The four largest pictures, seen together, offer a panoramic view of St Kilda. Day of Storms, Island of Soay and Beneath Connichar are particularly impressive, capturing the monumental solidity of the mountains, the changeable skies and the constant swirl of the Atlantic Ocean. So convincing are these images – not in a narrow photographic sense, but in the sense of communicating the sensual reality of the place – that it’s tempting to conclude that we are being offered direct access to the scene. This is illusory, of course; MacDonald’s St Kilda is a highly personal vision, mediated through his own spirit. In many of his pictures, he is striving to express the same idea: a balance between serenity and turmoil, permanence and flux.

Winter Storm was completed in an hour and a half. It is one of several evocations of a phenomenon that fascinates MacDonald: the crash of waves against the shore (flux versus permanence again). MacDonald eschews… literalism and allows the sea its formless energy. In Winter Storm, as in the other cliff face pictures, the sheer impact of water against rock is palpable. This illusion of ceaseless movement is achieved with abstract clots and swirls, which the viewer’s brain decodes into surging foam or even freewheeling seagulls – it’s all there.

Another challenge which often defeats the best efforts of landscape painters is the sun. MacDonald has said: "In painting the sun, you’re always on a loser: you’re painting something that, in reality, can’t be looked at." In past works, MacDonald has tried to do justice to this visual overload with supernaturally blazing suns, thick whorls of yellow that seemed to have been squeezed directly out of the tube. In his newer paintings, he tackles the paradox a different way: by letting nature obscure and veil the light source. Beneath Connichar chooses a moment when the sun is hidden behind a towering volcanic crag; the refracted glow of it transforms the sky and the islands. In Day of Storms, the sun is diffused through a haze of threatening rain, yet still manages to brighten everything. In Island of Soay, a bank of cloud descends, obliterating the upper reaches of the landscape, yet the sun incandesces through the murk, casting golden yellow highlights on the dark ocean. In Island of Don, the sun is an amorphous wildfire in the gloomy cloudscape, a weirdly dispersed spill of light that leaks from sky straight into sea. In Of Cliffs and Caves, the sun retains its orb shape but is tucked at the extreme edge of the composition, as if to acknowledge the eye’s inability to look at it directly; it trails a syrupy slick of light onto the land.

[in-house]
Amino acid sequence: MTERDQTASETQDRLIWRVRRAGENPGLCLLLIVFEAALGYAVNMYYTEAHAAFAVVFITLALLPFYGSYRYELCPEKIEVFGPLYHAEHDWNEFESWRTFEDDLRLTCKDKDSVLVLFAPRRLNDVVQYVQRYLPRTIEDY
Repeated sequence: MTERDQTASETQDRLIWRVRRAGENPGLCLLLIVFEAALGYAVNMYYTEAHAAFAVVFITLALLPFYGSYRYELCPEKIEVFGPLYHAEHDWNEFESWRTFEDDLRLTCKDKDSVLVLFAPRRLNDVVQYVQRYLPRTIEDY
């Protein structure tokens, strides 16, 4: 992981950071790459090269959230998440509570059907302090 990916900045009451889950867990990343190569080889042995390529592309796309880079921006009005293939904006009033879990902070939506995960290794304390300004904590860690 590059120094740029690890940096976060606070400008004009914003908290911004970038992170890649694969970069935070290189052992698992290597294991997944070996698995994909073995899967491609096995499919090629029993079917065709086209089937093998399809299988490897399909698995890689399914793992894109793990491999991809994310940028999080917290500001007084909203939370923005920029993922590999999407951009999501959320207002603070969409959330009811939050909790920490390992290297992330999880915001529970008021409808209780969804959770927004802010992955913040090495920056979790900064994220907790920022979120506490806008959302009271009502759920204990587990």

Where to next for Allan MacDonald? He singles out the almost wholly abstract Strathfarrar as one of his favourites: "I think that’s the direction my work’s going to go." Strathfarrar, along with Light Moment, South Uist and Summer Evening, are essentially studies in light, disconnected from the context of specific, recognisable place. However, I suspect that MacDonald will never abandon those specifics entirely. His attachment to landscape is too strong, his enthusiasm for particular locales too intense. The abstraction of Strathfarrar arises from the physical world but has ceased to be physical; it no longer needs the world. Its universe is implicitly internal, and once the artist accepts this, there is no compelling reason ever to leave the studio. MacDonald is already pondering the practicalities of transporting larger canvases to St Kilda, calculating how much painting gear he can feasibly carry to his next remote destination. He still wants to be out there in the wilderness, and he still wants, through his extraordinary paintings, to take us with him.